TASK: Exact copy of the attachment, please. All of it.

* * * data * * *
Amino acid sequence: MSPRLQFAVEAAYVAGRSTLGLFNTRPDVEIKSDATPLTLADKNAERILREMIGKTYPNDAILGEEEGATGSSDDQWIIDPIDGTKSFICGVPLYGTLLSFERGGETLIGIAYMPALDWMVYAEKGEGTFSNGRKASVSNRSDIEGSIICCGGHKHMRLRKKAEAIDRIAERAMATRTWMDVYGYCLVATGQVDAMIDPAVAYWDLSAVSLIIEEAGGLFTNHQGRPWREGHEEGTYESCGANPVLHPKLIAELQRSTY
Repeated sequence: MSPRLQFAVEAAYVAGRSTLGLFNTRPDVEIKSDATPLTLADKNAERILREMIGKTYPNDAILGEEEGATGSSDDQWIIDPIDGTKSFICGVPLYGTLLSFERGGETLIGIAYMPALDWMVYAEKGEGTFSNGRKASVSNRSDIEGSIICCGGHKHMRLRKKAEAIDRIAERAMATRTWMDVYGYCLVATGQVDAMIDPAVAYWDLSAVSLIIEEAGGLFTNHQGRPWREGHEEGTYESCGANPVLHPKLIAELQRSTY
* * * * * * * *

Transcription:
Amino acid sequence: MSPRLQFAVEAAYVAGRSTLGLFNTRPDVEIKSDATPLTLADKNAERILREMIGKTYPNDAILGEEEGATGSSDDQWIIDPIDGTKSFICGVPLYGTLLSFERGGETLIGIAYMPALDWMVYAEKGEGTFSNGRKASVSNRSDIEGSIICCGGHKHMRLRKKAEAIDRIAERAMATRTWMDVYGYCLVATGQVDAMIDPAVAYWDLSAVSLIIEEAGGLFTNHQGRPWREGHEEGTYESCGANPVLHPKLIAELQRSTY
Repeated sequence: MSPRLQFAVEAAYVAGRSTLGLFNTRPDVEIKSDATPLTLADKNAERILREMIGKTYPNDAILGEEEGATGSSDDQWIIDPIDGTKSFICGVPLYGTLLSFERGGETLIGIAYMPALDWMVYAEKGEGTFSNGRKASVSNRSDIEGSIICCGGHKHMRLRKKAEAIDRIAERAMATRTWMDVYGYCLVATGQVDAMIDPAVAYWDLSAVSLIIEEAGGLFTNHQGRPWREGHEEGTYESCGANPVLHPKLIAELQRSTY